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Step-Parenting Secrets
Jim Low
copyright 2002


Someone who thought I was a successful stepfather asked me for my secret of success. I hadn't given it any thought until then. I had to think.

Yes, I was a successful stepparent. There were only two simple things that ensured success. One was never to think of my children as stepchildren. The other was to add but never take away.

When I met my future wife, I assumed she and her two daughters, aged 2 and 4, were a package deal. I wouldn't have had it any other way. I never looked upon her children as my "step" children. They became my children. I never liked the word "step" as such a term meant "removed" and never had a feeling of being removed. They are my children in my mind, heart, and soul.

On the other hand, they also have a father who is not me. I would never take that away from them. It was vital for all of us that he remain an active part of their lives. There were inevitable problems and felt sympathy towards both my children and their father. It was obvious that the non-residential parent faced difficulties I never faced. Living with me on a daily basis, my children had their friends and interests in our neighbourhood. My children found it inconvenient to visit their father when they wanted to stay here and play with their friends and take part in local activities. He, too, understood the difficulty and did well in accommodating them. I felt happy and comfortable that my children continued to maintain a close relationship with their father. Because of this, my children became closer to me, and later realised that they also considered me their father. There was no contradiction or conflict recognising that my children had two fathers. There was never a need to take away. Only adding to the relationship made better and stronger people of all of us.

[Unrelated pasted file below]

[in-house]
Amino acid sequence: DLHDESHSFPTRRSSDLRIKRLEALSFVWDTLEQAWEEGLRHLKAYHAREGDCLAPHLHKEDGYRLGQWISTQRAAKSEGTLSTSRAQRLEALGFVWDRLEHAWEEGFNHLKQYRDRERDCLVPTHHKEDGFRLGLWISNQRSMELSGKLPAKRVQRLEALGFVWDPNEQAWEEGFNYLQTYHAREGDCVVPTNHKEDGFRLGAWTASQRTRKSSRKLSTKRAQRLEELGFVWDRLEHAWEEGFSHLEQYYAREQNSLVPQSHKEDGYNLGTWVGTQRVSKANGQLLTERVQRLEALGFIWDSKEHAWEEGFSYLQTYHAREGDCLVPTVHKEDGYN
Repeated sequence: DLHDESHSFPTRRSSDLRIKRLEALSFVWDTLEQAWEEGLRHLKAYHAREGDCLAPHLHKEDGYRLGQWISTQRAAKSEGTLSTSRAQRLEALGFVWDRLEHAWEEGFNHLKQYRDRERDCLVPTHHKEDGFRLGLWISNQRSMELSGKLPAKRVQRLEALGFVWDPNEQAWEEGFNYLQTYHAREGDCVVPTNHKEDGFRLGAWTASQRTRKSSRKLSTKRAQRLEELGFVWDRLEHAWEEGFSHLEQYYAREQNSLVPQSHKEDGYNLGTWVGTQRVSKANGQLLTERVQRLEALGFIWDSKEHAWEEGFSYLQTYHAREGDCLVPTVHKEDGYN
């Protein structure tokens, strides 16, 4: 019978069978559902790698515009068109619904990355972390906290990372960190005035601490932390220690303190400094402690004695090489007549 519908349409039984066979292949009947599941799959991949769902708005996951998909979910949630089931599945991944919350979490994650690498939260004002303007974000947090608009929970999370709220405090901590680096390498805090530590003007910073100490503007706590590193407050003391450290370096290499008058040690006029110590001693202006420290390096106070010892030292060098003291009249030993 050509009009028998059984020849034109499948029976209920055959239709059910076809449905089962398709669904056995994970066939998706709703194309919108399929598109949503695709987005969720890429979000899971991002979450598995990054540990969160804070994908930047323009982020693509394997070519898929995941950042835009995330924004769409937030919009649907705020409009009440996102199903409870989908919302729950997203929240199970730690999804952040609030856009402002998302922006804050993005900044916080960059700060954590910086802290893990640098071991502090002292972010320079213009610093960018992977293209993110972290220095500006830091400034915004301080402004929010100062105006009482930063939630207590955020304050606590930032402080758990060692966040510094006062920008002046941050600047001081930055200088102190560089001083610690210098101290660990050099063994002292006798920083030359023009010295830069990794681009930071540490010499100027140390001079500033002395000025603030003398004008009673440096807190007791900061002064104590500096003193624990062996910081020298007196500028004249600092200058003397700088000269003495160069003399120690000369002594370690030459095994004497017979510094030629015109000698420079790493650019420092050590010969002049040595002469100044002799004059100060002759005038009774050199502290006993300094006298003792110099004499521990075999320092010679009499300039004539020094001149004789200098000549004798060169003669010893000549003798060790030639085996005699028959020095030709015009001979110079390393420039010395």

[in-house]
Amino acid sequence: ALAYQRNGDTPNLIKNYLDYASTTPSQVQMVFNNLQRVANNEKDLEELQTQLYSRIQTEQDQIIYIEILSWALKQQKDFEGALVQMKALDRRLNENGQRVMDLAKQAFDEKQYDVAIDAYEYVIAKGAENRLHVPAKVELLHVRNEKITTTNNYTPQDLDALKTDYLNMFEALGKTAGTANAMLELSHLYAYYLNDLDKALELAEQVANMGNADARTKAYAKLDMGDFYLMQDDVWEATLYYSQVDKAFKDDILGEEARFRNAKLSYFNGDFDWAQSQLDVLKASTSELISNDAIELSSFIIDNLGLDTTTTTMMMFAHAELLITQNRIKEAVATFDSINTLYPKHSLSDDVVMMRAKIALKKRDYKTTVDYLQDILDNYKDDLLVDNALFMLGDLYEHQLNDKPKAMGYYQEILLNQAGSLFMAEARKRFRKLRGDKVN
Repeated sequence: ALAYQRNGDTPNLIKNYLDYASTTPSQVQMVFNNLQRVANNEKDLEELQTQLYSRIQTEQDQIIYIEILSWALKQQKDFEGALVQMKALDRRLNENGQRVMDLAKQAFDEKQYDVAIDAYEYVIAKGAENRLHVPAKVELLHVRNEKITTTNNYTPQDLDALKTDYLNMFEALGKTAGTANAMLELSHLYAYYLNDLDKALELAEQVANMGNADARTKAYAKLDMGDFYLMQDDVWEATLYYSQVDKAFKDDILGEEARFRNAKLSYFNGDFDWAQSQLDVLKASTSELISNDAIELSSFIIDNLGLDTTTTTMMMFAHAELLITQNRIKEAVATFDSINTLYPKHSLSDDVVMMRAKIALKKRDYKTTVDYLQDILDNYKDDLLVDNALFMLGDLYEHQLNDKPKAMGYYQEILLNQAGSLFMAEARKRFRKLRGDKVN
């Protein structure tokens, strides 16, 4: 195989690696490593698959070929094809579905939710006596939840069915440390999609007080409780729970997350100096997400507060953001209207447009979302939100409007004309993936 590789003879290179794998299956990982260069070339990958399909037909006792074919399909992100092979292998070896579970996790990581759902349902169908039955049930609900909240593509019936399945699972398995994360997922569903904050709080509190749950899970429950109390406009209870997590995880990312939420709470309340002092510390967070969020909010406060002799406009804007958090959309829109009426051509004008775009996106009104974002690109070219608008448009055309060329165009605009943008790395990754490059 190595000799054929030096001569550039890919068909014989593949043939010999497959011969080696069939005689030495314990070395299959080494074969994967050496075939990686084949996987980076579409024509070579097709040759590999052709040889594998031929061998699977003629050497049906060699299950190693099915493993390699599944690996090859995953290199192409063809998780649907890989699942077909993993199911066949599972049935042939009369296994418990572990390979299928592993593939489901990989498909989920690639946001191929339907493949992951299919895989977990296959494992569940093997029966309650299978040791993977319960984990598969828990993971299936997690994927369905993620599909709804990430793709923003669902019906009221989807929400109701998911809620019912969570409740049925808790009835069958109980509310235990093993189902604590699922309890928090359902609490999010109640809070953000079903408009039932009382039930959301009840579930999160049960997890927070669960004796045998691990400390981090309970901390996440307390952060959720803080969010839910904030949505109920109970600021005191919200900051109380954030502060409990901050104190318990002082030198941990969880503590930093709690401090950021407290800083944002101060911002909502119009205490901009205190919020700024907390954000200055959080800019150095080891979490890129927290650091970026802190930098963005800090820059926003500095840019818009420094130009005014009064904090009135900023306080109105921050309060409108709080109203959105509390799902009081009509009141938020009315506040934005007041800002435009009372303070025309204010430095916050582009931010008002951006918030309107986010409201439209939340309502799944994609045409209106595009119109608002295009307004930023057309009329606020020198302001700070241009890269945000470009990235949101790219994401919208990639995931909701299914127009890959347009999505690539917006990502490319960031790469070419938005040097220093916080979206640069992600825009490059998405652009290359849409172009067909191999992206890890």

My wife and I separated when our children were in their early twenties. Did that affect the relationship with my children? Yes -- we became closer than ever. Both are married and live within blocks of me. We communicate regularly. I look forward to the calls that ask "can we meet for dinner tonight?" They have surprised me by making much-needed renovations to my home while I was away on vacation. One will soon make me a grandfather and has informed me that she signed me up for a course "for grandparents who will be extensively involved with child care." It seems that I must relearn the truly important activities of life: pushing a swing in the park, catching a ball, and building castles in the sand.

- Jim Low

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